>>>>
>>>> 	dur = BufFrames.kr(buffer);
>>>>     	length = (end - start) * dur; // scale from range 0 - 1 to 0 - buflength
>>>>     	clock = LFPulse.kr(rate.abs / length, 0); // loop
>>>>     	length = Latch.kr(length, clock);
>>>>     	offset = Latch.kr(start * dur, clock);
>>>>     	env = EnvGen.kr( Env .new([0,1,1,0], [0.01, 0.98,0.01]), clock, timeScale:length /(rate.abs)) * amp * mute;
>>>>
>>>> 	phasor = Phasor.ar( 0, rate, start*dur, end*dur);
>>>>     	SendTrig .kr( LFPulse.kr(fps, 0), index, phasor/dur); //12 times per sec playhead. Normalised to 0-1 range
>>>>     	#left, right = BufRd.ar( 2, buffer, phasor, 1 ) * env;
>>>>     	Out .ar(outbus, Balance2.ar(left, right, pan));
>>>> }).load(s)
>>>> )
>>>>
>>>> Basically this does the job
>>>> SendTrig .kr( LFPulse.kr(fps, 0), index, phasor/dur);
>>>>
>>>> In this case this is a sample player that is looping a buffer. I needed to display in the graphics a "playhead" that shows where in the buffer the player was, typically going left to right. This kind of thing
>>>>
>>>> But I was also thinking on other things such as the frequency of a sinosc controlling the radius of a circle, for instance. That kind of things, visuals responding to audio units internal states. I am not sure I am clear I am writing very quickly
>>>>
>>>> thanks!!!!
>>>>
>>>>
>>>>
>>>>
>>>> ig., 2014.eko apiren 13a 18:14(e)an, Colin Clark(e)k idatzi zuen:
>>>>> It’d definitely possible to write a unit generator to do this. Just to be sure I fully understand your use case, can you elaborate on what you want to accomplish or send an example of some SuperCollider code? Are you thinking of things like SendTrig in SuperCollider, where a message can be sent from the server to the client? That should be easy to implement.
>>>>>
>>>>> Thanks,
>>>>>
>>>>> Colin
>>>>>
>>>>> On Apr 11, 2014, at 7:22 AM, enrike <altern2 at gmail.com> wrote:
>>>>>
>>>>>> would it be possible to call a function from a ugen like a pulse for instance? or set a variable from a ugen? a bit like in Supercollider you can use triggers from synthdefs. For instance flock.ugen.xLine to control the value of a variable
>>>>>>
>>>>>>
>>>>>> og., 2014.eko apiren 10a 01:55(e)an, Colin Clark(e)k idatzi zuen:
>>>>>>> Hi Enrike,
>>>>>>>
>>>>>>> I haven’t heard of anyone yet who is using Processing.js with Flocking, but I don’t see any reason why it wouldn’t work. Web Audio in general has some risks with very sophisticated visuals because of the fact that the audio processing runs in the same thread as the visuals, but I think there’s lots of room to work with them both.
>>>>>>>
>>>>>>> In terms of the reliability of timing in Flocking, it depends on how you schedule things. At the moment, the asynchronous scheduler is a little bit “drifty,” especially in Firefox. I’m in the midst of planning out a block-accurate scheduler that will have no drift, and I can fast-track that work if it’s a priority for you. In the meantime, I do most of my high priority scheduling within the unit generator graph, by using unit generators like flock.ugen.sequence as well as triggers like flock.ugen.impulse. It’s solid and simple. Here’s an example of a piece I wrote recently that has a very accurate drum pulse in it.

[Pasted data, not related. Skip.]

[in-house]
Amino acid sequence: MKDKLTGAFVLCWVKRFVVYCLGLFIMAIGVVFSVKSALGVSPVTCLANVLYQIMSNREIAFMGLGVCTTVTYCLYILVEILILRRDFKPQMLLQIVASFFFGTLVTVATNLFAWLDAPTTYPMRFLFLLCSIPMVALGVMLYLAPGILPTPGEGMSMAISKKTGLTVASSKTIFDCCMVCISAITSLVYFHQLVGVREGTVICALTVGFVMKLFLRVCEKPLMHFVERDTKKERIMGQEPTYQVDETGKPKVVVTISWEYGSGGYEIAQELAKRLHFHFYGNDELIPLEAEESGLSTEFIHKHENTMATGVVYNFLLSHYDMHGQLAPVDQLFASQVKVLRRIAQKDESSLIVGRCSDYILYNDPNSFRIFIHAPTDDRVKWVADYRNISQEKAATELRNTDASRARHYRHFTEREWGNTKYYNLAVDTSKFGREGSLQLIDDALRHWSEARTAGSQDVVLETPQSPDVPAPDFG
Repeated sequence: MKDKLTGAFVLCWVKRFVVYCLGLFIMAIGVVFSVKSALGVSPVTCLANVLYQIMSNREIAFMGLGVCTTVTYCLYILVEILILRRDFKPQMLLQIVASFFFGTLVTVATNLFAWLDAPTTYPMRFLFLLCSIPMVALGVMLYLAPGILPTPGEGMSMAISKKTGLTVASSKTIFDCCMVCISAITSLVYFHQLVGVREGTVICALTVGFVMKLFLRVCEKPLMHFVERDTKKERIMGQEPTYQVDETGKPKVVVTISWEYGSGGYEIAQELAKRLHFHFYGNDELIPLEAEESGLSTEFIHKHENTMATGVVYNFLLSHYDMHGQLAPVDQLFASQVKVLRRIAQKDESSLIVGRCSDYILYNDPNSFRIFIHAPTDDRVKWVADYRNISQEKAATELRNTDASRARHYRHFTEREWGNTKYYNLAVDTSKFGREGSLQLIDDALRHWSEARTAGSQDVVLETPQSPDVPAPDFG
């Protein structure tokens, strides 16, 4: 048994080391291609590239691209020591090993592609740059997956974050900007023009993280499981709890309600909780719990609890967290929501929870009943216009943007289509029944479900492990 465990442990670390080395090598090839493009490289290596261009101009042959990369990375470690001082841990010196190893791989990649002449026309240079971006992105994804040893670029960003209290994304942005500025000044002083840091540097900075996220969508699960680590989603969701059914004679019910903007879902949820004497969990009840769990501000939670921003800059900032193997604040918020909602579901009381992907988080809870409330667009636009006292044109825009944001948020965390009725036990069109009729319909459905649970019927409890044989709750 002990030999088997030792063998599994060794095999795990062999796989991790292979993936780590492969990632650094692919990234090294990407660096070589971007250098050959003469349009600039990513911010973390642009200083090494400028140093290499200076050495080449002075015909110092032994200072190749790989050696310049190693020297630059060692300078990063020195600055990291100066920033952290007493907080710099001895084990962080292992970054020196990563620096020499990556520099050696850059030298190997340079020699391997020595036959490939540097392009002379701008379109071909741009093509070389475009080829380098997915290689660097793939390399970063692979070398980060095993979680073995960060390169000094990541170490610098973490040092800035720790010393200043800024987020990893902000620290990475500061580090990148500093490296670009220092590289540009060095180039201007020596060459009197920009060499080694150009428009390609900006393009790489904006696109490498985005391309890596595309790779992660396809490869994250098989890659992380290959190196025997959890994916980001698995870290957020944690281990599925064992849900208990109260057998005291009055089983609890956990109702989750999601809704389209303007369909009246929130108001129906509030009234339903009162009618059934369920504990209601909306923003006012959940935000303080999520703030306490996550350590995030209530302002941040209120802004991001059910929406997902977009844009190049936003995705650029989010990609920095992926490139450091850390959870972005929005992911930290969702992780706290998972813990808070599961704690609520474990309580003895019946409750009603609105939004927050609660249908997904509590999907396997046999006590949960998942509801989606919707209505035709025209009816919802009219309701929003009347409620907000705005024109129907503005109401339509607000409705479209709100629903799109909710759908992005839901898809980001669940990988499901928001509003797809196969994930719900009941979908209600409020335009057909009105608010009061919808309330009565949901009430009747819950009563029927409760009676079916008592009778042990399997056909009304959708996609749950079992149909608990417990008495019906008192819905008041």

>>>>>>>
>>>>>>> https://github.com/colinbdclark/compositions/blob/master/greenwich-park/js/instruments.js#L4-L60
>>>>>>>
>>>>>>> Colin
>>>>>>>
>>>>>>> On Apr 9, 2014, at 10:00 AM, enrike <altern2 at gmail.com> wrote:
>>>>>>>
>>>>>>>> hi
>>>>>>>>
>>>>>>>> two different questions...
>>>>>>>>
>>>>>>>> has anyone tried to combine Flockingjs with Processingjs?
>>>>>>>> http://processingjs.org/
>>>>>>>>
>>>>>>>> how accurate and reliable is timing using Flocking? I need to work on a percussion system that needs to be quite precise.
>>>>>>>>
>>>>>>>> thanks
>>>>>>>>
>>>>>>>> enrike
>
>

-------------- next part --------------
int yloc, xloc, wsize;
Object pjs;

void setup()
{
  size (500, 400);
  xloc = 50;
  yloc = 50;
  wsize = 200;
  
  // this line gets the instance of this sketch in the flockingjs 
  //code to be able to access functions and variable from this code
  // this could be done directly in flockinjs as long as it is not 
  // too early in the code. Must pass the name of the canvas ID from the index.html 
  pjsInstance("graphics");
 }

void draw()
{
		background(255);
		//xloc+= 5;
		//if(xloc > width) xloc = 0; //reset
  rect(xloc, yloc, wsize, 100);
}

void mousePressed()
{
		println("mousePressed!"); //processing print
		
		// this calls a function in the flocking js module
  playSine(mouseX);
}

/* this is called from processingjs thanks to 
			Processing.getInstanceById() 
*/
void moveyrass(val)
{
  //xloc+= 5;
  wsize = (val+1) * 200; 
}
-------------- next part --------------